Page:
December 9, 1985
I got two of them sometimes, depending on how good I was.
Sometimes, they’d have two tiers and wafers, candy and sweet creamy frosting that would end up all over my face; a typical Hispanic family joke of frosting on the face.
Pictures were still proofs.
I didn’t think it was funny. I thought it ruined the whole thing. If I was in a particular foul mood, pouty from unmentionable abuse, I’d throw a loud tantrum. Shrieks and cries would fill the full house and uncomfortable glances would circle amongst my family until finally the party was put to rest. I’d sit quietly at the table, smiling almost proud of getting to have the cake all to myself.
February 2, 1986
There were no warnings, just packed luggage and a new coat.
The taxi driver stood outside smoking a cigarette and fumbled with his pockets.
I ate the last piece of watermelon and asked no questions.
My mother was a nervous wreck and seemed to be preparing for a future that others couldn’t anticipate.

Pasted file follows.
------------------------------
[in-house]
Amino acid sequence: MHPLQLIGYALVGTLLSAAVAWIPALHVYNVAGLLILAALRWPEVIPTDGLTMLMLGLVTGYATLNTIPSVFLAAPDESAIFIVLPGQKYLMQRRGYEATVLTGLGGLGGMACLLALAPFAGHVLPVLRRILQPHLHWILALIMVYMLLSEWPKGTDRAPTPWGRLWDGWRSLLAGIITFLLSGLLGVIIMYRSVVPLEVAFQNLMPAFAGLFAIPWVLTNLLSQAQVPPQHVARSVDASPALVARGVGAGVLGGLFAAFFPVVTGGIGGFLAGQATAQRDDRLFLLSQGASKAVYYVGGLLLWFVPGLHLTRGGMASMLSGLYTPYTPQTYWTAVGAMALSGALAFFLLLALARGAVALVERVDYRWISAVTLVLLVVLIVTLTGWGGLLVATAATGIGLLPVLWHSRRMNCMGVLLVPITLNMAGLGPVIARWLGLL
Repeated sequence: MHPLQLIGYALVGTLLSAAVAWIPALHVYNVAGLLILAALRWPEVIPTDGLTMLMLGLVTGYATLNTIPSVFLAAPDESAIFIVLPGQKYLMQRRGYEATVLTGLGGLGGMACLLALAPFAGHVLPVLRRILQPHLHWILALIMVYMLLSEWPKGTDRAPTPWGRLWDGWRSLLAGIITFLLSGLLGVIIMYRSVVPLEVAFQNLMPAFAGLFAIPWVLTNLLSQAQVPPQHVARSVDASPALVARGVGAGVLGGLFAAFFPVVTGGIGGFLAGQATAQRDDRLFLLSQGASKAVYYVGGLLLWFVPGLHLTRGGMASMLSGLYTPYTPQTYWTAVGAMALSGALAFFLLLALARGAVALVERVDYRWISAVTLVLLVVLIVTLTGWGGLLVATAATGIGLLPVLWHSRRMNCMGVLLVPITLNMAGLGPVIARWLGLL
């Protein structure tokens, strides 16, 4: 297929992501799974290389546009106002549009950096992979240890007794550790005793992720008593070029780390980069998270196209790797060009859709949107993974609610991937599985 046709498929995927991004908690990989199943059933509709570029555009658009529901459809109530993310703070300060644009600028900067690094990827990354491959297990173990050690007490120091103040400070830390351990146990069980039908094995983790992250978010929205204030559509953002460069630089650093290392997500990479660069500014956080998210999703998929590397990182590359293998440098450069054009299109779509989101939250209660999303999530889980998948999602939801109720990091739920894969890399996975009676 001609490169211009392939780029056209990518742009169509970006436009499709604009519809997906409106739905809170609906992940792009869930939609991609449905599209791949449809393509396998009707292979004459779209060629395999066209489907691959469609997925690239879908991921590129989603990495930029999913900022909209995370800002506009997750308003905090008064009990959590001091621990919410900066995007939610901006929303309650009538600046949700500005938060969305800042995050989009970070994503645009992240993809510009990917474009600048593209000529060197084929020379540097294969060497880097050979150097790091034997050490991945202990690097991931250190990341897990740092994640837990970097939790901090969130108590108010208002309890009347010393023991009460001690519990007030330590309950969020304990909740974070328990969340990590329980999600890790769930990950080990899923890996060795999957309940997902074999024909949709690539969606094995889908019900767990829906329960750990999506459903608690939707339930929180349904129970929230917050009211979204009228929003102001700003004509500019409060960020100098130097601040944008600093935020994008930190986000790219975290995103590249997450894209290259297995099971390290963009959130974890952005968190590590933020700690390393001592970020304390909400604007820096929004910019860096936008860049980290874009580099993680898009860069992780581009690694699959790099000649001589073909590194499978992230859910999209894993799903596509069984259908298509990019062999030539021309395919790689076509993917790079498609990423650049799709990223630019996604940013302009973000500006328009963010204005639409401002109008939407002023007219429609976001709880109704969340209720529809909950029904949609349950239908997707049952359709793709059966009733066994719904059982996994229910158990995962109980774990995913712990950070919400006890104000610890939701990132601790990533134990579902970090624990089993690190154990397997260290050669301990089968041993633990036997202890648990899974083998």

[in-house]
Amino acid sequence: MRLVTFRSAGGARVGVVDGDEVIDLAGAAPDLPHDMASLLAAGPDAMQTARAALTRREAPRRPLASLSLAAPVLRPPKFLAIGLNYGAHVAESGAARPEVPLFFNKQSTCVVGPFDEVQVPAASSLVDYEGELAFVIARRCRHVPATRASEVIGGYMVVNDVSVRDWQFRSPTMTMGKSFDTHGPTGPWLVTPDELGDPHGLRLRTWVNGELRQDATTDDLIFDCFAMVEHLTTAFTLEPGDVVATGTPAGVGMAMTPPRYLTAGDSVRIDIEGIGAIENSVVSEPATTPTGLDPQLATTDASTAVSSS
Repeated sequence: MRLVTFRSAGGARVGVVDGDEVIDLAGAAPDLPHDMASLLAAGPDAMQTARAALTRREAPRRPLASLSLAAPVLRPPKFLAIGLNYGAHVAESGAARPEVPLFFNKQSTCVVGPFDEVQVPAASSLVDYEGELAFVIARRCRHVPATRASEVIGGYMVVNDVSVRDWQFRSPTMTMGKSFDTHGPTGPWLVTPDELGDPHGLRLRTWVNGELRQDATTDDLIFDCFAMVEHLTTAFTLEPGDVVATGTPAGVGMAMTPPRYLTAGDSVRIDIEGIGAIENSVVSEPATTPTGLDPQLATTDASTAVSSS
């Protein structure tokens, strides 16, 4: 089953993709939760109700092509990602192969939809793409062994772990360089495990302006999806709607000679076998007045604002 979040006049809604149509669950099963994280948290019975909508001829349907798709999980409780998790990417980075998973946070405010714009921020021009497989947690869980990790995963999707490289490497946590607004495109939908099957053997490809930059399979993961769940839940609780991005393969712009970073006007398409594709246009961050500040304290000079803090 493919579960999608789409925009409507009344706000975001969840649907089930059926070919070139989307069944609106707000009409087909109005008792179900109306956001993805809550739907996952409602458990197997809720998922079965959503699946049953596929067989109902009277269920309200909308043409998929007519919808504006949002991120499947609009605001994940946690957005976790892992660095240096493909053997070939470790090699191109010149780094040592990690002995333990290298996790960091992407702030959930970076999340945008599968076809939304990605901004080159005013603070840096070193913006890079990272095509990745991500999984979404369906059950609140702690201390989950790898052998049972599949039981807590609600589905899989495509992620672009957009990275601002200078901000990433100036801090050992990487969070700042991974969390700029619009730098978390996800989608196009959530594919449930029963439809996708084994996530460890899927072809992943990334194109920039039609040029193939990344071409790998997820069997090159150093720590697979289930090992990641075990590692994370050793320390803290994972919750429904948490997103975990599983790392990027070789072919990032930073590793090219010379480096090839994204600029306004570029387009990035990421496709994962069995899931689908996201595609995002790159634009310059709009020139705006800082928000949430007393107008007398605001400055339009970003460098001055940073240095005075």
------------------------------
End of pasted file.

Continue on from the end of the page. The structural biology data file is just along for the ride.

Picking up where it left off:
My father on the other hand, looked bored and ready.
I knew that we were leaving somewhere, somewhere far away, where things like furniture and T.V. sets weren’t necessary.
A place where all I needed were the clothes I was wearing.
The drive to the airport was a blur.
Matchbox houses frightfully spread on sides of highways and costumed soldiers at random checkpoints.
Looking back, I can see the rush, the rush to leave from point A to point B.
I remember being hungry, starving really. My stomach churned with medicine and crackers, thirsty for juice and a new bed.
Thirsty for a new language, a new bike, new friends.
Nothing sounded as good as leaving though.
I closed my eyes and my father pushed me to the window seat.